The Crash of the UK-201 is a unique and emotional tale that takes listeners to some greatly unexpected places. This isn’t the kind of Doctor Who story that you might typically expect, but when something this tasty comes along, it is a delicacy not to be missed.
The Doctor has warned companions from the very beginning never to tamper with history, even with the best of intentions, but rarely are the consequences of such tinkering made so very clear.
Picking up on the cliffhanger from Entanglement, the Doctor, Vicki, and Steven are in the TARDIS. Having happily wrapped up their last adventure, Vicki suddenly disappears. She immediately finds herself in her own past as a passenger on the UK-201. The very ship that she was living in the crashed remains of when the Doctor, Ian, and Barbara rescued her. But she remembers everything from that life and can easily prevent the crash to save everyone on the ship, including her own father! Why wouldn’t she take the chance to alter history? What could possibly be wrong with doing so much good for so many people? Of course, such choices are never as simple as they might at first appear.
To say too much about the story would spoil it. It doesn’t give too much away to say that she does change her own history and lives several variations of her personal future and then has to deal with the consequences of her choices. For fans of Maureen O’Brien’s Vicki, this tale provides a deeper development of her character than all of her television appearances combined. Although Steven does play a pivotal role, and Peter Purves plays him with his usual panache, the focus is truly on Vicki. O’Brien embraces the opportunity to really dig into her character and brings Vicki to life from 15, to middle age, to an extremely elderly 170! The emotional range of her experiences is amazing as she deals with joy, grief, and everything in between.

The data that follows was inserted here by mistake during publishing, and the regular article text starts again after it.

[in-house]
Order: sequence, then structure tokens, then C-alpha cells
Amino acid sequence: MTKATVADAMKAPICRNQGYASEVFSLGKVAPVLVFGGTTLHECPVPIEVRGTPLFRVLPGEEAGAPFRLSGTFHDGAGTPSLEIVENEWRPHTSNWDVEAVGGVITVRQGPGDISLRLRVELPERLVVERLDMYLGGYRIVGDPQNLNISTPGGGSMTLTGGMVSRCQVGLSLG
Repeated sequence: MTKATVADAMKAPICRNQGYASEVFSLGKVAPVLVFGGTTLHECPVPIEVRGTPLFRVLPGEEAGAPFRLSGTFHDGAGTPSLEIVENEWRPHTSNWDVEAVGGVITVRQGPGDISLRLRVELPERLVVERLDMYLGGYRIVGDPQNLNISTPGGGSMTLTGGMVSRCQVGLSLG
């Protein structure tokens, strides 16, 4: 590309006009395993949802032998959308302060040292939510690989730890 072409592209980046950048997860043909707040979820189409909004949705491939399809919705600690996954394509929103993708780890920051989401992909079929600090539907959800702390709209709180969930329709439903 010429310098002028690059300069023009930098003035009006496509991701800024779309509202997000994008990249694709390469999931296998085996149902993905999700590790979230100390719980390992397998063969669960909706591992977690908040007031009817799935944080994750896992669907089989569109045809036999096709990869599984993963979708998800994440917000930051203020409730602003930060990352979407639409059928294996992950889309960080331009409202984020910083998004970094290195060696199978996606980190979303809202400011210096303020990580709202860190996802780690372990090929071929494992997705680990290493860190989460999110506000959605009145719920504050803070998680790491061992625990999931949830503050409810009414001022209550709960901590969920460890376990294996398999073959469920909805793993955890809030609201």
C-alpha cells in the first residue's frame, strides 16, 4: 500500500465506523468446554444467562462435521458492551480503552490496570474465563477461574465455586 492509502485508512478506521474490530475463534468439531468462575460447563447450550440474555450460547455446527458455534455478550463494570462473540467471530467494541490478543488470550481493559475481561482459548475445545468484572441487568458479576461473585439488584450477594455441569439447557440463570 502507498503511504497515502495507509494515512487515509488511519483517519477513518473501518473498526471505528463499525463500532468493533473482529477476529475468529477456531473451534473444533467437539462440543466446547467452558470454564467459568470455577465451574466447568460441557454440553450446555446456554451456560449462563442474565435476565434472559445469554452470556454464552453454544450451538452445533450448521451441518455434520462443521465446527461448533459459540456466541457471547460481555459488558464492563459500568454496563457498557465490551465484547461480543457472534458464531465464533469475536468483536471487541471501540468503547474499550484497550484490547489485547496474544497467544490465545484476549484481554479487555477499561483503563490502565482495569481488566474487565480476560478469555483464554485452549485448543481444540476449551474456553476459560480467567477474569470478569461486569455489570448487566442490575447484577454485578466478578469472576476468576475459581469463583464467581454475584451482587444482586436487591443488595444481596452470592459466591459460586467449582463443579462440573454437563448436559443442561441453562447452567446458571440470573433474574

The Doctor is sidelined and absent for most of these four episodes, but the story itself is so riveting that his presence is hardly missed. Long-time fans will enjoy seeing how Crash fits in and around the edges of William Hartnell-era stories. There are many little nods to Doctor Who history, such as the suggestion that Vicki made a living writing stories about her adventures under some strangely familiar titles like Vicki and the Crusaders.
If you are a fan of the first Doctor’s era, and especially of the duo of Steven and Vicki, this is a story that you will not want to miss. Clever, heartbreaking, funny, and tense, The Crash of the UK-201 is a rare opportunity to truly dig deep into the character of one of the series’ earliest leading ladies.
Written By: Jonathan Morris.
Directed By: Lisa Bowerman.
Maureen O’Brien (Vicki / Narrator), Peter Purves (Steven Taylor / The Doctor / Narrator), Michael Lumsden (Newton Pallister), Carol Starks (Captain Odessa Grey), Jemma Churchill (Carmen Scheffler), Arthur Hughes (Lieutenant Thorpe), Stephen Fewell (Jeran Dalton), Eve Webster (Carla / Maria Dalton), David Cooke (Additional Voices). Other parts played by members of the cast.